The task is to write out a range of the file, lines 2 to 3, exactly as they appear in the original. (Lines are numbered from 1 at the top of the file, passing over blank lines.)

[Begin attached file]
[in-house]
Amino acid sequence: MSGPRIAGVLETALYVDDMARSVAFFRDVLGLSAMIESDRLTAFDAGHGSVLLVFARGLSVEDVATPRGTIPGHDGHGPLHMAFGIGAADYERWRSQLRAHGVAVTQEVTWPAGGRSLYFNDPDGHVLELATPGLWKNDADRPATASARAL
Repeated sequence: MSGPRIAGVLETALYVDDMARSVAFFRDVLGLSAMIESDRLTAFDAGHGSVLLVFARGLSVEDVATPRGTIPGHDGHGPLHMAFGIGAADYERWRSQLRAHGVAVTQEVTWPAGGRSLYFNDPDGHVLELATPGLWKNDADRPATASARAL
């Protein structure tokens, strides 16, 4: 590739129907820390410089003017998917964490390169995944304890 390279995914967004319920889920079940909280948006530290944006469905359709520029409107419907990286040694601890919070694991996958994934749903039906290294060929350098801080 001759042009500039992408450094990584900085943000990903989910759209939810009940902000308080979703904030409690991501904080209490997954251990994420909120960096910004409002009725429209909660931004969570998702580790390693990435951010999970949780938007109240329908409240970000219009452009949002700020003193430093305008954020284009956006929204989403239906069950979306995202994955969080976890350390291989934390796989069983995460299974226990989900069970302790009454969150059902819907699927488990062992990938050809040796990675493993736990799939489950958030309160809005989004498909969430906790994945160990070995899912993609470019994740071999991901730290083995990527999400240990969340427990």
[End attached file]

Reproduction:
Amino acid sequence: MSGPRIAGVLETALYVDDMARSVAFFRDVLGLSAMIESDRLTAFDAGHGSVLLVFARGLSVEDVATPRGTIPGHDGHGPLHMAFGIGAADYERWRSQLRAHGVAVTQEVTWPAGGRSLYFNDPDGHVLELATPGLWKNDADRPATASARAL
Repeated sequence: MSGPRIAGVLETALYVDDMARSVAFFRDVLGLSAMIESDRLTAFDAGHGSVLLVFARGLSVEDVATPRGTIPGHDGHGPLHMAFGIGAADYERWRSQLRAHGVAVTQEVTWPAGGRSLYFNDPDGHVLELATPGLWKNDADRPATASARAL